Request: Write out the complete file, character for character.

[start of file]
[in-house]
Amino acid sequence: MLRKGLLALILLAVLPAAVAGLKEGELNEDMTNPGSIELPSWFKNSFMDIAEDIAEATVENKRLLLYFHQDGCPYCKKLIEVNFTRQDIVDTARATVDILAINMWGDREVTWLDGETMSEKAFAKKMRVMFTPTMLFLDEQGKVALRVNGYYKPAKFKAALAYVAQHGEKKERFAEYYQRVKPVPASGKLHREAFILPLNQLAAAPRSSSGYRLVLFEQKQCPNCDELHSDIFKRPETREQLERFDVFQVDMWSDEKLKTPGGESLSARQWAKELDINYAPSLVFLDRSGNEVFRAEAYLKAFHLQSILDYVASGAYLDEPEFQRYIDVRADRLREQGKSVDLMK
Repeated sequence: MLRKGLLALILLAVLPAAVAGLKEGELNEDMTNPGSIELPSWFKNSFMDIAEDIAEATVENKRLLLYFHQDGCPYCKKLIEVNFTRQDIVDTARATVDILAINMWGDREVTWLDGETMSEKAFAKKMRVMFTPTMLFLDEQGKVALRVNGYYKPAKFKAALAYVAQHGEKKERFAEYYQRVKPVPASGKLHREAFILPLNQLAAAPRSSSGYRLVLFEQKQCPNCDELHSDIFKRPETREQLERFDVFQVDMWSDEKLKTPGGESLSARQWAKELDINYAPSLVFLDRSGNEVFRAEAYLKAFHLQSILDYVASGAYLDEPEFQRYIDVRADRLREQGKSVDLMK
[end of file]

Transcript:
[in-house]
Amino acid sequence: MLRKGLLALILLAVLPAAVAGLKEGELNEDMTNPGSIELPSWFKNSFMDIAEDIAEATVENKRLLLYFHQDGCPYCKKLIEVNFTRQDIVDTARATVDILAINMWGDREVTWLDGETMSEKAFAKKMRVMFTPTMLFLDEQGKVALRVNGYYKPAKFKAALAYVAQHGEKKERFAEYYQRVKPVPASGKLHREAFILPLNQLAAAPRSSSGYRLVLFEQKQCPNCDELHSDIFKRPETREQLERFDVFQVDMWSDEKLKTPGGESLSARQWAKELDINYAPSLVFLDRSGNEVFRAEAYLKAFHLQSILDYVASGAYLDEPEFQRYIDVRADRLREQGKSVDLMK
Repeated sequence: MLRKGLLALILLAVLPAAVAGLKEGELNEDMTNPGSIELPSWFKNSFMDIAEDIAEATVENKRLLLYFHQDGCPYCKKLIEVNFTRQDIVDTARATVDILAINMWGDREVTWLDGETMSEKAFAKKMRVMFTPTMLFLDEQGKVALRVNGYYKPAKFKAALAYVAQHGEKKERFAEYYQRVKPVPASGKLHREAFILPLNQLAAAPRSSSGYRLVLFEQKQCPNCDELHSDIFKRPETREQLERFDVFQVDMWSDEKLKTPGGESLSARQWAKELDINYAPSLVFLDRSGNEVFRAEAYLKAFHLQSILDYVASGAYLDEPEFQRYIDVRADRLREQGKSVDLMK